Mexico avocado marketers are expecting big things this year in a U.S. market they already dominate.
Mexico already accounts for about 1.1 billion pounds in a U.S. avocado market that this year will consume around 1.8 billion pounds from four countries of origin, according to Maggie Bezart-Hall, vice president of retail with Irving, Texas-based Avocados From Mexico Inc., which markets Mexican product in the U.S.
“There’s so much going on, it’s really going to be an exciting year,” Bezart-Hall said.
Bezart’s marketing group is launching a fall retail promotion with Omaha, Neb.-based ConAgra Foods in September, October and November, in which the two will cross-merchandise Mexican avocados with ConAgra’s Ro-Tel Tomatoes & Diced Green Chilies.
Avocados From Mexico will shift retail promotional gears in other ways, too, Bezart-Hall said.
One way is to offer coupons to shoppers via text message, she said.
It’s a move away from quick-response codes, she said.
“You know, the QR codes have come and gone. They really didn’t take off, because you had to download an app and you had to have a great phone to be able to do it,” Bezart-Hall said.
Texting is simpler and a “hotter” item, she said.
“Now, you’ll be able to text and it will take you right to a landing page and consumers will be able to get recipes and coupons and read about avocados from Mexico and they’ll also be able to enter sweepstakes all through their phone,” Bezart-Hall said.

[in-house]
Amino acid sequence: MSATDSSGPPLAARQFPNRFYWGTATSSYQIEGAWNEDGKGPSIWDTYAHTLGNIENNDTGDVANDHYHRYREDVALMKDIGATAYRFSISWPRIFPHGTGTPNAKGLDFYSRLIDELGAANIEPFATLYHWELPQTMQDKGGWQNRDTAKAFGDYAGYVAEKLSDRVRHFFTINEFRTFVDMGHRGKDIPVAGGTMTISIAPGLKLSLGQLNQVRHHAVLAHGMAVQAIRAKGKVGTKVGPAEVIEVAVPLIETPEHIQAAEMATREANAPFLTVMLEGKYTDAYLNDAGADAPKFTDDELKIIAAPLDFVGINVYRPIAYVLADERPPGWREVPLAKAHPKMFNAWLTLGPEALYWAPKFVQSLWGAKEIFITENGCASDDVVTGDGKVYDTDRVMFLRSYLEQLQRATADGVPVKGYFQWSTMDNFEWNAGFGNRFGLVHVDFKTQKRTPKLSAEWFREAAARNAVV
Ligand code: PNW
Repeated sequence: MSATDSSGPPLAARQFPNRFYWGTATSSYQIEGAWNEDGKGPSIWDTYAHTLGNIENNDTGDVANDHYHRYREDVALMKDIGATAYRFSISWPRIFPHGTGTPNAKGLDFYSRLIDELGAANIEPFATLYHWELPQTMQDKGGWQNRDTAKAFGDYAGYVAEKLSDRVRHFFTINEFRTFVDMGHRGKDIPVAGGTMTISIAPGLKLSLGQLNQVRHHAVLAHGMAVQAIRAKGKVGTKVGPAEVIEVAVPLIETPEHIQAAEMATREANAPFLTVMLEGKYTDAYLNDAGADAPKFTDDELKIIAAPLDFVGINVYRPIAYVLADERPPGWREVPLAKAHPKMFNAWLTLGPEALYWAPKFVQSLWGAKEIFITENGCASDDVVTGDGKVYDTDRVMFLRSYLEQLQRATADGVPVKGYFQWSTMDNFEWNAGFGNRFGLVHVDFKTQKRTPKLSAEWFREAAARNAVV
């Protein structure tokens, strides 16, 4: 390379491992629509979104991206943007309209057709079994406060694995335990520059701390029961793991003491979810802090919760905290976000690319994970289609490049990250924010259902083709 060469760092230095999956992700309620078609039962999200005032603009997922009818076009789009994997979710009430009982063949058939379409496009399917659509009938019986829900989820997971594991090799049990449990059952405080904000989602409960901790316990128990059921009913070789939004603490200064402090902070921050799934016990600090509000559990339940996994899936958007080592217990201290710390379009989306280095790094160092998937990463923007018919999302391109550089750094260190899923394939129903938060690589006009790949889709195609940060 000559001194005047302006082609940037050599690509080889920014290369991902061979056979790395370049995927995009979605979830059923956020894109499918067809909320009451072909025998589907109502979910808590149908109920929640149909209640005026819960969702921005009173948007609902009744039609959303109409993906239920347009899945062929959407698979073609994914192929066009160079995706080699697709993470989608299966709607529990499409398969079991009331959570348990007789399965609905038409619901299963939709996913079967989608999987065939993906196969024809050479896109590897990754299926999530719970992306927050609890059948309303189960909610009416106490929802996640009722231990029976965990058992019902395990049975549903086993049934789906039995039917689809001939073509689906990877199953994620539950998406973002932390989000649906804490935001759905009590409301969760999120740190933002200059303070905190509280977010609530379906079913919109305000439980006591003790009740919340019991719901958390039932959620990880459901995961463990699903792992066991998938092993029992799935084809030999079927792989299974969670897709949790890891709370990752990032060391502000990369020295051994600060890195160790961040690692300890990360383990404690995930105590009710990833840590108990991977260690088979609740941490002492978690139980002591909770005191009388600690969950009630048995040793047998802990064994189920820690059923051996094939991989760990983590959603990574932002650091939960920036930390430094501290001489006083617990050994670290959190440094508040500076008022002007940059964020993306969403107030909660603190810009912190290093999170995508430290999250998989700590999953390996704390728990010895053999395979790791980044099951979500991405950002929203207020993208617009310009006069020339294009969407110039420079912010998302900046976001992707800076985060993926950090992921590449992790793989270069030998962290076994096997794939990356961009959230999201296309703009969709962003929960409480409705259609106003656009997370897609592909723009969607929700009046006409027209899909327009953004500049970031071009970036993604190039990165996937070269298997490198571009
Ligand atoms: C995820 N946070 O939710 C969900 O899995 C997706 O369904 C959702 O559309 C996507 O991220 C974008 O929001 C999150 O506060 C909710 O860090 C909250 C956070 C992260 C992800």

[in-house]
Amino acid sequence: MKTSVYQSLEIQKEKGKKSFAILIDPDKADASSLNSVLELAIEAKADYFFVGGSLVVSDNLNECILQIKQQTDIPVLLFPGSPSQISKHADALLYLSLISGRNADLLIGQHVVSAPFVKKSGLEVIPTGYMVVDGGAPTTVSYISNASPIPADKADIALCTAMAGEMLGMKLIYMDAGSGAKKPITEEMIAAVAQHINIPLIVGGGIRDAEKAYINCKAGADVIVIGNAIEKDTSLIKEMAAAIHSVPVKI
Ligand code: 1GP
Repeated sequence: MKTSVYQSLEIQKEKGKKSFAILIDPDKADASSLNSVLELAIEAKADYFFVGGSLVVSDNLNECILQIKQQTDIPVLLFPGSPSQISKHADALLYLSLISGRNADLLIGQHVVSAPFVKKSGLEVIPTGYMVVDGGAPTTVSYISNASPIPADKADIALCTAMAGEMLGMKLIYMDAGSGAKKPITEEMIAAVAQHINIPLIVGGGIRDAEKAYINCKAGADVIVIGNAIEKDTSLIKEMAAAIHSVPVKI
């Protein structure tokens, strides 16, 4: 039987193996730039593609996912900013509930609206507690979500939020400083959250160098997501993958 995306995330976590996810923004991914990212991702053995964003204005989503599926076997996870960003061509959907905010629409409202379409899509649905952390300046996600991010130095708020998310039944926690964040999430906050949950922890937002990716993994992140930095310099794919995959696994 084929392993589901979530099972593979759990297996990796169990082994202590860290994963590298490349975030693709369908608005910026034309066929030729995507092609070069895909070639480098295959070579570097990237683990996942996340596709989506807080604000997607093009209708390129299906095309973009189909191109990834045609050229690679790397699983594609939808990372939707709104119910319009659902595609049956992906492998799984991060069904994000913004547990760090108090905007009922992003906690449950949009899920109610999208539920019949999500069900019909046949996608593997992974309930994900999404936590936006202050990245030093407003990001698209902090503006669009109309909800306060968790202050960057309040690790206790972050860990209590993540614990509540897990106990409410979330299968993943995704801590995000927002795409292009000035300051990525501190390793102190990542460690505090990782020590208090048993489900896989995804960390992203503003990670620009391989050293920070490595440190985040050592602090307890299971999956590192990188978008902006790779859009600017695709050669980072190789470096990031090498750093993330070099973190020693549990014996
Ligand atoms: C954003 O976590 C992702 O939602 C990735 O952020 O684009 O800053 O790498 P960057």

The concept is gaining traction across the food industry, Bezart-Hall noted.
“Pepsi is doing it and some of the big consumer product goods companies are doing it, like Coke and Frito-Lay,” she said.
Avocados From Mexico also is running “Hungry for Football,” a September through November promotion that includes a display contest for retail produce managers and a sweepstakes event in which consumers can win $500 grocery gift cards.
Another promotion, through the group’s newly created Hispanic marketing department, will focus on the Hispanic marketplace and Hispanic retail stores, Bezart-Hall said.
“So, concurrently with our general market programs we’ll be running Hispanic programs,” she said.
The first Hispanic-centric promotion is called “Siestas Tatrias,” which refers to national holidays, Bezart-Hall said.
All of those changes are coming at a time Avocados From Mexico has new leadership, in President Alvaro Luque, who joined the group in January 2014 from tortilla manufacturer Mission Foods.
“Alvaro really is bringing about some nice innovations within the avocado category,” Bezart-Hall said, “but he is also a very good listener.”
Emiliano Escobedo, executive director of the Hass Avocado Board, Irvine, Calif., agreed.
“He has, I think, worked very hard in his short time to really understand the uniqueness of the avocado category and really understand the position of Mexico in the market,” Escobedo said. “I think he’s going to do great.”
Mexico anticipates a similar volume this year as last, Bezart-Hall said.
That may be an underestimate, however, said Rob Wedin, vice president of sales and marketing with Calavo Growers Inc., Santa Paula, Calif.
“We believe the Mexican crop will increase 20 percent, without the addition of any new states,” he said.
In any event, there will be plenty of fruit available, said David Fausset, salesman/category manager with Oxnard, Calif.-based Mission Produce Inc.
“Mexico will be relied upon heavily to produce the majority of the demand, but will also be challenged with early season maturity as well,” Fausset said.
The key for Mexico is to continue to grow consumer demand, said Phil Henry, president of Henry Avocado Corp. in Escondido, Calif.
“They have been taking maturity standards very seriously, so the fruit quality has been very good,” Henry said.